Add Nuts, Raw Or Roasted | The Nibble Webzine Of Food Adventures - The Nibble Webzine Of Food Adventures Add Nuts, Raw Or Roasted | The Nibble Webzine Of Food Adventures
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TIP OF THE DAY: Add Nuts To Your Food, Raw Or Roasted

Nuts are good for you, and you should enjoy an ounce of them daily as a heart-healthy snack or ingredient: added to salads (green, chicken, egg, tuna, pasta, etc.); chopped and mixed with rice; atop hot or cold cereal, pancakes or French toast; on cottage cheese or yogurt; on ice cream and frozen yogurt; and anywhere else your imagination takes you.

But is there a difference between raw nuts and roasted (toasted) nuts?

In a recent Science Times Section of The New York Times, C. Claiborne Ray, who writes the Q&A column, quotes Rui Hai Liu, a professor of food science at Cornell University. Dr. Liu has studied the benefits of eating nuts.

“No research has specifically addressed how roasting nuts may change their nutritional value,” said Dr. Liu.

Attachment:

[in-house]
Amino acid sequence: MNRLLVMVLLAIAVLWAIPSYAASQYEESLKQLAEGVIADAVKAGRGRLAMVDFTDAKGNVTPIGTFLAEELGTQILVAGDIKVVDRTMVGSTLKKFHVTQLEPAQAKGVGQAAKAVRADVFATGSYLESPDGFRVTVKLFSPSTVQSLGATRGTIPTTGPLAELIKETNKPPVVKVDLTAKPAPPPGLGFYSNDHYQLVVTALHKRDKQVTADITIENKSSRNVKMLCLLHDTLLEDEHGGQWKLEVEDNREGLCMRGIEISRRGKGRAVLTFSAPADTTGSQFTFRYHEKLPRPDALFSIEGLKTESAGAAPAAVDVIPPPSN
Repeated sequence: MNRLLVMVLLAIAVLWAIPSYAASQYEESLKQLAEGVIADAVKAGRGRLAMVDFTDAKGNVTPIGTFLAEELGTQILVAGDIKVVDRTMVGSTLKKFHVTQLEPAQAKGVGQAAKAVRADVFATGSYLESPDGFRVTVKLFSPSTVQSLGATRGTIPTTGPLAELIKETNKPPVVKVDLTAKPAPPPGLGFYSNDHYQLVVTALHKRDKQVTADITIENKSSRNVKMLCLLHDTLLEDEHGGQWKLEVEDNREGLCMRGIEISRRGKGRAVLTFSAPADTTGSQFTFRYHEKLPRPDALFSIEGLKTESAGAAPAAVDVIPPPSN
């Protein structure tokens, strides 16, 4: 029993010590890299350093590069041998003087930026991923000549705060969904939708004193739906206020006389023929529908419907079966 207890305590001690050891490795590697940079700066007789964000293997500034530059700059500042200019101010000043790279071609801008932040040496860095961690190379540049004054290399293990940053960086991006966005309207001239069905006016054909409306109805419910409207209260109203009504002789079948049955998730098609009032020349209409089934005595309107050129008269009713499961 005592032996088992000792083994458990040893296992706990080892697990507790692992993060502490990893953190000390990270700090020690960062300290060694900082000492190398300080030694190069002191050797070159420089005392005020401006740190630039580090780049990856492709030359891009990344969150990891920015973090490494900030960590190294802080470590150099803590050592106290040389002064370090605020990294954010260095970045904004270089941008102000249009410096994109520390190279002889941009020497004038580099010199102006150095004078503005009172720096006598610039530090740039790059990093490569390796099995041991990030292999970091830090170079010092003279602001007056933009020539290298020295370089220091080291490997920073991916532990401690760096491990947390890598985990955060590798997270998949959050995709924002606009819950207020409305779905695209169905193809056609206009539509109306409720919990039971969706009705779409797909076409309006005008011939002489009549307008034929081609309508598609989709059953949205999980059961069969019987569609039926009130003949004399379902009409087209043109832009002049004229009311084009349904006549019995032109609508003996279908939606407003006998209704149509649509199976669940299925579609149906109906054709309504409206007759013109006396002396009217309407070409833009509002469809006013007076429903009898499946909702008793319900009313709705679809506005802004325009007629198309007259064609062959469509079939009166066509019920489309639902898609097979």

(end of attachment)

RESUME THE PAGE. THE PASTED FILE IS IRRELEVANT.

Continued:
Toasted or untoasted? (photo © Bake Your Day).

Dr. Lui opines that roasting will not decrease the benefits, and “it may actually improve the bioavailability of some bioactive compounds” like flavonoids (powerful antioxidants). He has found a positive effect when tomatoes and sweet corn have been roasted.

Phenolic compounds* in nuts “have high antioxidant activity and are able to quench free radicals that lead to cell damage and oxidative stress,” Dr. Liu said. “Nuts also have a very nice fatty-acid balance and are a good source of vegetable proteins.” And they are linked to a lower risk of cardiovascular disease.


Grilled fish with cilantro pesto and slivered almonds (photo © National Almond Board).
  Walnuts have the most phenolic compounds and antioxidant activity, followed by pecans. Then come peanuts, actually a legume. Pistachios, cashews, hazelnuts and almonds also have high levels.

We love nuts raw or roasted, but the flavors are distinctively different. For fun, have a snack tasting or cocktail tasting with two different nuts, each served both raw and toasted. We recommend starting with almonds and walnuts for a broad spectrum of flavors. Here’s how to toast nuts.

  • The health benefits of nuts and the seven healthiest nuts
  • Here’s the original article.

    *Phenols, sometimes called phenolics, are a class of chemical compounds consisting of a hydroxyl group (—OH) bonded directly to an aromatic hydrocarbon group.
    †Flavonoids, called vitamin P until the early 50s, are the most important plant pigments. The highest-antioxidant foods (blueberries, cherries, pomegranate, etc.) get their deep colors from these antioxidants.

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